Monday, June 27, 2022

Another Glimpse of a Future without Eros

From a NY Times piece titled When Did Perfume Stop Being about Sex?:

For decades, the marketing around perfume made seduction a priority. Fragrance was a bottled way to help someone find a mate, a construct that feels incredibly irrelevant since we now have dating apps, a more efficient and consistent way to find a partner than having someone catch your scent and fall in love with you.

“It just feels really old fashioned and kind of offensive,” Ms. Wells said. “Now we all feel like, ‘This advertiser is going to tell me how I’m supposed to feel or that I want to have sex because of their fragrance or that I want to become an object because of their fragrance?’”

Today, brands talk about fragrance in terms of places and how it will make the wearer feel. Smaller, niche perfume brands like Byredo or Le Labo are advertised as “gender neutral.” These brands don’t play to outdated gender constructs and singular messaging about sex and sexual orientation. It’s not a competition for which perfume is the sexiest; it’s about which one can elicit the strongest emotional connection.

According to Rachel Herz, a neuroscientist and the author of “The Scent of Desire: Discovering Our Enigmatic Sense of Smell,” perfume went from marketing “direct themes” like power or sex to encouraging a “personal journey.”

This journey could be one about self-empowerment or being the best “you,” which is what Glossier sells with Glossier You. According to its website, the scent will “grow with you no matter where you are in your personal evolution” because it’s “not a finished product. It needs you.” 

A memo from one of the new consumers:

During the pandemic, with stores closed and limited ways to test perfume before buying, Suzanne Sabo, 45, from Levittown, Pa., “blind bought” perfume to treat herself. The first fragrance she ordered was Tom Ford Beauty’s Jasmine Rouge, which she discovered through an ad online.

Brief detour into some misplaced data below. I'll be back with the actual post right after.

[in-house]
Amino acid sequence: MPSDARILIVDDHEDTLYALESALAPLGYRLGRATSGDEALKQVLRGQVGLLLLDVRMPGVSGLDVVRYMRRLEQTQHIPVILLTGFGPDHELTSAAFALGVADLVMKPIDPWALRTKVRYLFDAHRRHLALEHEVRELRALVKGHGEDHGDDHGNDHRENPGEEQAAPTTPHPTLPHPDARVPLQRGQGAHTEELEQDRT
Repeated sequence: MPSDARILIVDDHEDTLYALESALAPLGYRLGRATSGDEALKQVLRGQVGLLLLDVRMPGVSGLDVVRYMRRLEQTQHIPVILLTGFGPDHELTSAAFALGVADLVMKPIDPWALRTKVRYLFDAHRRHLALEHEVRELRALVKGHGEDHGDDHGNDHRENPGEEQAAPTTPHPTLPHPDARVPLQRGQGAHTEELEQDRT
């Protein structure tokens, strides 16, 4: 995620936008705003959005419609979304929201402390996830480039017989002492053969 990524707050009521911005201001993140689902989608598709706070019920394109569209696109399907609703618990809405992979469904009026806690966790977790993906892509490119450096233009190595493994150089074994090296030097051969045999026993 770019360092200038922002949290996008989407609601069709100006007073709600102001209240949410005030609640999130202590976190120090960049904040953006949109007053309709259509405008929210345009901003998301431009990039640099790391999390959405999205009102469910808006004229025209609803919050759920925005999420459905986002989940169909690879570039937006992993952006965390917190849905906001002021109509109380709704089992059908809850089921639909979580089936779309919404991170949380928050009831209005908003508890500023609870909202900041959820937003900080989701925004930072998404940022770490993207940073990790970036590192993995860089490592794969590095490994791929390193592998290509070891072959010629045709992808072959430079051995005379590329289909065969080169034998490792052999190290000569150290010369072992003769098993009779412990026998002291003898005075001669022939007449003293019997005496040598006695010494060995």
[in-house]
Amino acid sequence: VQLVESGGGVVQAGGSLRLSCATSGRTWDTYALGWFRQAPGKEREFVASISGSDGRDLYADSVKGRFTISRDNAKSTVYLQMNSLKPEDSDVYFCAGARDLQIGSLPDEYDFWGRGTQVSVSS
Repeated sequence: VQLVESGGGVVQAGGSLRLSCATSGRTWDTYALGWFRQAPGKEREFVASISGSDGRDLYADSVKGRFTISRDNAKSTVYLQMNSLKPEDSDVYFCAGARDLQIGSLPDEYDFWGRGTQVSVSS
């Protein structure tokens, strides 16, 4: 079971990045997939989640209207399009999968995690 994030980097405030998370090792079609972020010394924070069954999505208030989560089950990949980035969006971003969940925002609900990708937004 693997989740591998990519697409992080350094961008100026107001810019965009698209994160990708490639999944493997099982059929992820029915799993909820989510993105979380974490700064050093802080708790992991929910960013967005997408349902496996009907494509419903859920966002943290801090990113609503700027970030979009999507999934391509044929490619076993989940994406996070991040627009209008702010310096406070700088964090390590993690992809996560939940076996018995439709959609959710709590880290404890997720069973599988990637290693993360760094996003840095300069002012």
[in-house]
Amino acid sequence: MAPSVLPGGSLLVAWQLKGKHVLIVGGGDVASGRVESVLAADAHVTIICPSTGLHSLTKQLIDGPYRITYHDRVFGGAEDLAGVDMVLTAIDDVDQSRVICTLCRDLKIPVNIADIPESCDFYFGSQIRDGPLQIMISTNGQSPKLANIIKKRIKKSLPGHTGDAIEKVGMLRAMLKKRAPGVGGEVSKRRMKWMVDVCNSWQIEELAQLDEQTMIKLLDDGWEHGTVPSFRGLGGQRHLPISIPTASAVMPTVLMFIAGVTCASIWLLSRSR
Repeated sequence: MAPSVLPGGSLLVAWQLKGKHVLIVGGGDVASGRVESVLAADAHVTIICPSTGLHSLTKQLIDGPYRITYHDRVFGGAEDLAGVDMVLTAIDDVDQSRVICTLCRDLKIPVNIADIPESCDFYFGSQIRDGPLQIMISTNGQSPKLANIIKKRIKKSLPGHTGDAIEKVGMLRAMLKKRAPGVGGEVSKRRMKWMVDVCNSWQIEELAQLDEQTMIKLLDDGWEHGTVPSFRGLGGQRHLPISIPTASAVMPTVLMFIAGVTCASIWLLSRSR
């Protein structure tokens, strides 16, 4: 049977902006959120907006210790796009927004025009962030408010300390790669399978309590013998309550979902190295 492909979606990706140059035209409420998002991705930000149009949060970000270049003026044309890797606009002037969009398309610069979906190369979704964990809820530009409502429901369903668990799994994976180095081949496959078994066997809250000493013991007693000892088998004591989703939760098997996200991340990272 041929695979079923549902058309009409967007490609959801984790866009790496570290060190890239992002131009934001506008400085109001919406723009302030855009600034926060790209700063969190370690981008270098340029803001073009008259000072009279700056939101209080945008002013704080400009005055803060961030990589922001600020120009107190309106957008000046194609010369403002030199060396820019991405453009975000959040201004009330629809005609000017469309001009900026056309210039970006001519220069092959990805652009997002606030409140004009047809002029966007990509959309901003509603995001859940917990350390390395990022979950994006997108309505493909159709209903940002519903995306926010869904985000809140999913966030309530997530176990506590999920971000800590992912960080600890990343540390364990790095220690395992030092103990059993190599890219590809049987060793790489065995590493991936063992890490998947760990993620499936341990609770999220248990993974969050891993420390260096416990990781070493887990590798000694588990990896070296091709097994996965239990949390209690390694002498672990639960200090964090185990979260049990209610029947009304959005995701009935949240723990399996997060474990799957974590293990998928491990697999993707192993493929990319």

“There was nothing sensual or sexual about it,” said Ms. Sabo, a grant writer at a technical high school. “It was so basic — it was a description of the scent. I felt like a new woman just wearing the perfume in sweats around my house. I felt like a million bucks.”

Ms. Sabo’s Tom Ford fragrance collection has grown to include Lost Cherry, Soleil Blanc, White Suede and Bitter Peach. “It’s not like we live in the wealthy part of town,” she said. “We’re middle-class moms who were stressed.”

1 comment:

G. Verloren said...

There's plenty of eros in the present, and there will continue to be plenty in the future.

We're just moving past the era of sex being some sort of bizarre, all-consuming obsession and performative social competition. We're reached an age where people no longer feel compelled to sell themselves sexually to find success or security - a time where "seduction" being a normal, everyday sort of thing is long gone, and good riddance.

Originally, to be seduced was simply to be misled, manipulated, enticed into acting incorrectly, etc. You could seduce someone with riches, or power, or knowledge, or countless other things... but it was always a bad thing to seduce and to be seduced. The fact that "seduction" came to be almost exclusively refer to sexual seduction speaks volumes about our society's relationship with sex in the recent past - the idea that society openly encouraged women to "seduce" men in order to be happy is, quite frankly, horrifying and disgusting to modern sensibilities.

Honestly? I think the fact that we traditionally associated perfume and sexual seduction with "eros" in any way shape or form also speaks volumes about us.